Teachers union president: ‘Let’s make sure everybody is following the safety protocols’

Eric Engebretson, president of the Washougal teachers union, said teachers in the district remained “a mixed bag” when it comes to reopening local schools amidst increasing COVID-19 cases throughout Clark County. 

“There are some who are concerned, which is not unusual, seeing that we’re in a pandemic,” Engebretson told the Post-Record on Saturday, Dec. 19, one day after the district’s announcement. 

He added that the teachers union has been working with district leaders to make sure the two groups’ memorandum of understanding includes adequate safety protocols. 

“So far, the protocols are there,” Engebretson said. “Now let’s make sure everybody is following the safety protocols. Period. That’s union members. Kids. Staff. And we need to make sure we’re following protocols within the community as well because we want (COVID) numbers to come down. We don’t want to go backwards.”
Engebretson said many Washougal teachers, himself included, are excited to meet their students in person and get back to a more “normal” way of working with the children. They also are hoping the community’s COVID-19 transmission rates, which are currently at 450 cases per 100,000 residents — five times the rate of 74 per 100,000 residents Clark County public health experts set as the benchmark for returning to a full hybrid-learning model. Washougal residents have reported 435 cases of COVID-19 in the local community, putting the town’s transmission rate at 2,035 per 100,000 residents, according to Clark County Public Health data.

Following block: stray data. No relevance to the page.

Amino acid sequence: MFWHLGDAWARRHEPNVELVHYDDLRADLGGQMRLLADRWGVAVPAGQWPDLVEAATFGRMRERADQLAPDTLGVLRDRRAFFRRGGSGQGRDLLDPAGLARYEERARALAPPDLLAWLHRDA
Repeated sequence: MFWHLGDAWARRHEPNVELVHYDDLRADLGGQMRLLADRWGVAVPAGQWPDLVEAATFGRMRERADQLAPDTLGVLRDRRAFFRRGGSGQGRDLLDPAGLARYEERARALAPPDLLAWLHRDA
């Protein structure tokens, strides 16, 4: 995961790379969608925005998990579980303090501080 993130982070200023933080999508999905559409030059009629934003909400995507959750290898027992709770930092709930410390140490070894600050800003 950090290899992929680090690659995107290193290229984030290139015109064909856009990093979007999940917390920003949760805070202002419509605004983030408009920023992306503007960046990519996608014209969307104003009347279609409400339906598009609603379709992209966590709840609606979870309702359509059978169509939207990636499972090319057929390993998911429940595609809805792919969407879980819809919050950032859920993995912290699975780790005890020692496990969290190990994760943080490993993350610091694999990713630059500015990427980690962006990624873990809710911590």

Engebretson said the teachers union would like to see community rates stop accelerating and begin to decrease to help ensure the health of teachers and district staff — including bus drivers and custodians — as well as students and their families. 

“We can’t relax now just because the vaccine is on the way,” Engebretson said. “And this cannot be political. This is a health issue for all of us and we have to do this together. It’s so important that we’re diligent. That we wear a face covering and wear it properly … students, staff and the community need to do these things.” 

Engebretson added that he has already seen the district’s protocols working in the small-group kindergarten classes at his school building. 

“I’ve seen the kindergarteners (physically distancing) and wearing their masks,” he said. 

Now, the first-, second- and third-grade teachers will be instilling the same “new normal” inside their classrooms. 

“The first week back after (winter break) will be dedicated to doing the trainings for teachers, for talking about what these protocols look like in the classroom,” Engebretson said. 

As a fifth-grade teacher, Engebretson hasn’t yet met any of his 2020-21 students in-person. 

“I haven’t met my kids yet other than on Zoom,” he said. “So I’m excited to come back, but want to make sure the protocols are in place.” 

Editor Kelly Moyer contributed to this article.

This is a developing story. Look for more information about the state’s new school reopening guidelines and more reactions from local teachers unions in the Dec. 24 issue of the Post-Record.